POLITICS MARCH 5, 2010
When you consider the differences between Democrats and Republicans on health care, you probably think in terms of scale. Democrats want to enact a big reform, while Republicans favor incremental progress. House Minority Whip Eric Cantor coos, “We want to take a much more commonsense, modest, incremental approach, trying to address the first issue first, which is cost, and then go on to try to deal with some of the things that the president and Speaker Pelosi want to do.” Within a recent six-month span, Republicans on the Senate floor used the phrase “step-by-step” to describe their approach to health care an astonishing 173 times.
The reality is quite different. What separates the two parties is not how far to go, but in which direction to go. The divide is simple. Democrats propose to shift resources from the rich and the healthy to the poor and the sick. Republicans want to do just the opposite. Republican health care plans reflect the party’s increasingly widespread belief that good health, like other forms of prosperity, is a matter of personal responsibility. Democratic plans to help the sick at the expense of the healthy therefore amount to socialism.
Health insurance, if you think about it, is a redistribution scheme. It transfers money from the winners (people who don’t need much medical care) to the losers (people who do). It differs from other redistribution schemes because, unlike programs that redistribute from rich to poor, the winners and losers can’t be sure in advance which category they’ll be in. That’s why people enter into it voluntarily--today I might be healthy, tomorrow I may contract some horrible disease.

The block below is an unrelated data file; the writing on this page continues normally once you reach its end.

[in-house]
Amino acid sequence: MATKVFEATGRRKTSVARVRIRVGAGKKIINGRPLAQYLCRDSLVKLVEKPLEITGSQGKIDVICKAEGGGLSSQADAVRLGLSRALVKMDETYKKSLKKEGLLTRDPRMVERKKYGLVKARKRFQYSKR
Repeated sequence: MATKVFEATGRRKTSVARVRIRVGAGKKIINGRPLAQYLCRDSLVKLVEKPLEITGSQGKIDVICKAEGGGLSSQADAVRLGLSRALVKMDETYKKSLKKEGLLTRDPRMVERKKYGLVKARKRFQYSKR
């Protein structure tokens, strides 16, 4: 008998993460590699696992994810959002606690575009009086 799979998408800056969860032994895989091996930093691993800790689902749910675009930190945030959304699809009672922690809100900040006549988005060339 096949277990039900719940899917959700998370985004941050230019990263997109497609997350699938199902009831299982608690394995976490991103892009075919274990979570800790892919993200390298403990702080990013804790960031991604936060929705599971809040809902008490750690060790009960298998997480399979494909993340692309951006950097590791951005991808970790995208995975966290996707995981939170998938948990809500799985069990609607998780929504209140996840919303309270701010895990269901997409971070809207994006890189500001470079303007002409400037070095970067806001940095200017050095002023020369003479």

The problem with this system is that, while you can’t be certain who will win and who will lose in the medical lottery of life, you can make some educated guesses. The health insurance industry is good at making those guesses, and getting better all the time. The business of insurance is to keep expensive customers out and cheap customers in.
Left to their own devices, millions of Americans could not afford to buy health insurance, because their expected medical costs are too high--they’re the losers of the medical lottery--or their incomes are too low. Obviously, many Americans are left to their own devices, with horrifying results. But many more are not, because they’re lucky enough to get insurance through their job. In an office insurance pool, everybody pays the same rate, meaning the healthy subsidize the sick.
The Democrats’ health care plan aims to create pools for people outside of the employer market, joining healthier individuals together with the sick, so that the former effectively subsidize the latter. The common element of all the Republican plans is to do the opposite-to separate the healthy from the sick.
Republicans have long championed Health Savings Accounts, which give individuals who buy insurance a tax deduction for money they set aside for a high-deductible plan. Since tax deductions are worth more to people in higher tax brackets, and since high-deductible plans appeal more to those with lower medical expenses, the plans attract the rich and healthy, leaving the poor and sick behind.